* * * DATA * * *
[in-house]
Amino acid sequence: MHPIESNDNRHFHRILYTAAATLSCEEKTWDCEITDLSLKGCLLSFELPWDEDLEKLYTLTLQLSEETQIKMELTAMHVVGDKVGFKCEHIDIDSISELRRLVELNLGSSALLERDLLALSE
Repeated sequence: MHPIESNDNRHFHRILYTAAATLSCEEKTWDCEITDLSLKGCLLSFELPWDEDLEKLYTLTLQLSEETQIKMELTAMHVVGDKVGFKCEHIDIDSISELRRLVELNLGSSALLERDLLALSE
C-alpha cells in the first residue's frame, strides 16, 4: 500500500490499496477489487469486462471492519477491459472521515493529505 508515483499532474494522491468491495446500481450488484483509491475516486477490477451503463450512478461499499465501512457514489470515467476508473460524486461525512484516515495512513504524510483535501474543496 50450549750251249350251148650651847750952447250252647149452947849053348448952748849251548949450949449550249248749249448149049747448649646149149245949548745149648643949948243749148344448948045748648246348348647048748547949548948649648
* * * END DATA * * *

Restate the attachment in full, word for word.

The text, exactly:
[in-house]
Amino acid sequence: MHPIESNDNRHFHRILYTAAATLSCEEKTWDCEITDLSLKGCLLSFELPWDEDLEKLYTLTLQLSEETQIKMELTAMHVVGDKVGFKCEHIDIDSISELRRLVELNLGSSALLERDLLALSE
Repeated sequence: MHPIESNDNRHFHRILYTAAATLSCEEKTWDCEITDLSLKGCLLSFELPWDEDLEKLYTLTLQLSEETQIKMELTAMHVVGDKVGFKCEHIDIDSISELRRLVELNLGSSALLERDLLALSE
C-alpha cells in the first residue's frame, strides 16, 4: 500500500490499496477489487469486462471492519477491459472521515493529505 508515483499532474494522491468491495446500481450488484483509491475516486477490477451503463450512478461499499465501512457514489470515467476508473460524486461525512484516515495512513504524510483535501474543496 50450549750251249350251148650651847750952447250252647149452947849053348448952748849251548949450949449550249248749249448149049747448649646149149245949548745149648643949948243749148344448948045748648246348348647048748547949548948649648